Some common errors are emerging which includes overseas companies operating in China without full knowledge of the relevant requirements.

For example, in China you can only engage in activities that are within your business scope that were approved at the time you registered with the enterprise regulation authority.

Failing to adequately describe your business scope has serious implications both in restricting what you can do and in exposing the company to fines.

Another is not observing the Labour Contract Law. While the perception is that labour is cheap in China the dynamics of this are rapidly changing. Each employee has to have a written contract which must be signed within one month of them starting work. Failing to do this means you are liable to pay the employees twice their salary for every month they do not have a written contract (with a limit on twelve months salary).

Expats working in China are receiving a significant amount of attention by the authorities, especially those who have failed to comply with tax rules, working visas and residency permit requirements. These are all subject to fines and/or deportation from the immigration authorities, the Public Security Bureau and the China Tax Bureau.

Non-resident service providers should within 30 days after executing a contract register with the tax bureau closest to where the contract is undertaken and within 15 days after completing a contract file certificates and carry out tax deregistration procedures. A non-resident service providers are now also required to submit full details of foreigners participating in each project.

There have also been changes to compensation recharges for expatriate employees working for Chinese companies in management and technical positions. Some companies have been required to withhold China corporate income tax and business tax from these payments. The added focus is determining whether a permanent establishment has been created for tax and ensuring the right amount of personal tax is paid.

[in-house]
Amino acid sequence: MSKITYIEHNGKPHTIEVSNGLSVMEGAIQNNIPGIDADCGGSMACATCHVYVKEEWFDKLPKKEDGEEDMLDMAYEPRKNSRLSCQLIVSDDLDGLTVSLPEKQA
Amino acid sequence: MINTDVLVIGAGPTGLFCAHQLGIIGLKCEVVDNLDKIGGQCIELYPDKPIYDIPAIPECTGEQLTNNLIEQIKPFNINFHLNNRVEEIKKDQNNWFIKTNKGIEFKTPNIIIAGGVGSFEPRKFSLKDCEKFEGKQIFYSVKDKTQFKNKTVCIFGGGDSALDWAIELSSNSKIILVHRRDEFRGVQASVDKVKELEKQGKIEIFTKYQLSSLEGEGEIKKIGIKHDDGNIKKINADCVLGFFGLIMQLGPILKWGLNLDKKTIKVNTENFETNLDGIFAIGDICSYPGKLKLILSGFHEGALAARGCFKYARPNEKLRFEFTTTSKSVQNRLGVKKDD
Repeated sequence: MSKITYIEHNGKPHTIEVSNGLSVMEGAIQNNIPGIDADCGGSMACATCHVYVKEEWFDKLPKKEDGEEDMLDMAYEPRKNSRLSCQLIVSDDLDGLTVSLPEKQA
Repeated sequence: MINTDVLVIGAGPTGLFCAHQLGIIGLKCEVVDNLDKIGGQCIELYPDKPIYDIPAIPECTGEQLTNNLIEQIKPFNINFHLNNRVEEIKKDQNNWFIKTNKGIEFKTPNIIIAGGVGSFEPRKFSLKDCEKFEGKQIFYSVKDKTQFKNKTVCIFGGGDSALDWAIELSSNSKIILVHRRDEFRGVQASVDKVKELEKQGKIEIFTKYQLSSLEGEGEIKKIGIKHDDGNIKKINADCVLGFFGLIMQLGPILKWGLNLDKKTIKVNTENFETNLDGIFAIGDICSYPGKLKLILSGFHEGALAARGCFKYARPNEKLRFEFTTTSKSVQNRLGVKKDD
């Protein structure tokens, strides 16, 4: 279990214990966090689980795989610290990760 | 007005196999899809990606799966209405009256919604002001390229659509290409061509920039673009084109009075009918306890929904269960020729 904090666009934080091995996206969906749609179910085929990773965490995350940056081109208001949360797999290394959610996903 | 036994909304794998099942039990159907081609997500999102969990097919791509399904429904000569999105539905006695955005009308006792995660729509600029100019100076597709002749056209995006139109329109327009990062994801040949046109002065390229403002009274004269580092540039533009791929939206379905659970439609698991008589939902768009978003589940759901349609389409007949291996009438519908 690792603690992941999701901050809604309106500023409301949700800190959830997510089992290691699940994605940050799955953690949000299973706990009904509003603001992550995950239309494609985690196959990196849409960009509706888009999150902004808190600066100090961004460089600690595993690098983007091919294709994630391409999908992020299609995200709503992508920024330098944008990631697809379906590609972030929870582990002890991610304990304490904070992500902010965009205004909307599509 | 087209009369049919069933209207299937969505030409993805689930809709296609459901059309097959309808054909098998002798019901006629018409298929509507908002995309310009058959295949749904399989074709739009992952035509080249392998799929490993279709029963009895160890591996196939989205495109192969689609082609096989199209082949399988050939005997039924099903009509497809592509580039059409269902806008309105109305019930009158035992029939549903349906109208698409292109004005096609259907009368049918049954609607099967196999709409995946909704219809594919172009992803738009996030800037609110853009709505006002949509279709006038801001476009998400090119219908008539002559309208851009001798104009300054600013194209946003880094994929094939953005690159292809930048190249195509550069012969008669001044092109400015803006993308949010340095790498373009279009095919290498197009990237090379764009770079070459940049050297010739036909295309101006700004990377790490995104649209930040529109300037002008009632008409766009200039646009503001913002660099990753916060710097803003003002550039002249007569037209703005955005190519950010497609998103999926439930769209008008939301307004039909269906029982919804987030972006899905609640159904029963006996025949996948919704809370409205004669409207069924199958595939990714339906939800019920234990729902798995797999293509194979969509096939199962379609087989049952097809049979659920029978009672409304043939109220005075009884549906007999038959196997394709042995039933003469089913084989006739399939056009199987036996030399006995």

Another circular recently issued focuses on the individual income tax for non-resident employees enjoying Double Tax Treaty entitlements. Part of this is a requirement that non-residents register with the tax authority and file a tax resident certificate from their home country along with other documents before a tax liability arises. Under the domestic rules in China this happens after 90 days even though under many double tax treaties, including our own, the threshold is extended to 183 days. These measures are effective from 1 October this year.

Other changes to be aware of are recent announcements to the tax status of employee allowances such as telecommunications and transport allowances, company payments for insurances, and termination compensation together with the tax deductibility of employee retirement benefits.

Another point to be aware of is the Foreign Exchange Regulations and the requirements to open a RMB Basic account or a specific Foreign Currency Settlement account. There needs to be three different types of bank accounts: capital accounts; settlement accounts; and basic RMB accounts. Payments from overseas need to remain in a verification bank account. If they are not settled within 90 days to 210 days the sale can be considered a domestic sale which means you lose your VAT refund.

The VAT rules in China are complex and many New Zealand companies assume they operate on the same basis as New Zealand. This is totally incorrect. The cash flow implications of China’s indirect tax laws mean that you need to ensure you understand them.

China’s indirect tax does not just stop at VAT. It also includes business tax, customs duty and consumption tax. Indirect taxes account for nearly 60% of annual tax collections. A recent Ernst & Young global publication called Navigating Chinese indirect taxes highlights the cash flow risk and the hidden costs of indirect taxes together with the detrimental impact on the organisation’s overall profitability if they are not managed properly.

The tax system in China is much more complex than what we are used to in New Zealand. It is also subject to rapid change. On top of the new rules already mentioned China now has transfer pricing and thin capital requirements. It is also reviewing what payments make up a royalty and what make up a service payment.

It is critical that you proactively stay on top of all your requirements and incorporate a policy of engaging in regular tax health checks to ensure you are not exposed. It is equally critical that you ensure you plan to take into account the recent changes in New Zealand to remain competitive when exporting overseas.

For any further details please contact Joanna Doolan, Tax Partner at Ernst & Young and co-ordinating partner for the Ernst & Young NZ China Overseas Investment Network (Joanna.doolan@nz.ey.com) and Florence Wong Senior Manager at Ernst & Young (Florence.wong@nz.ey.com).

Tags: tax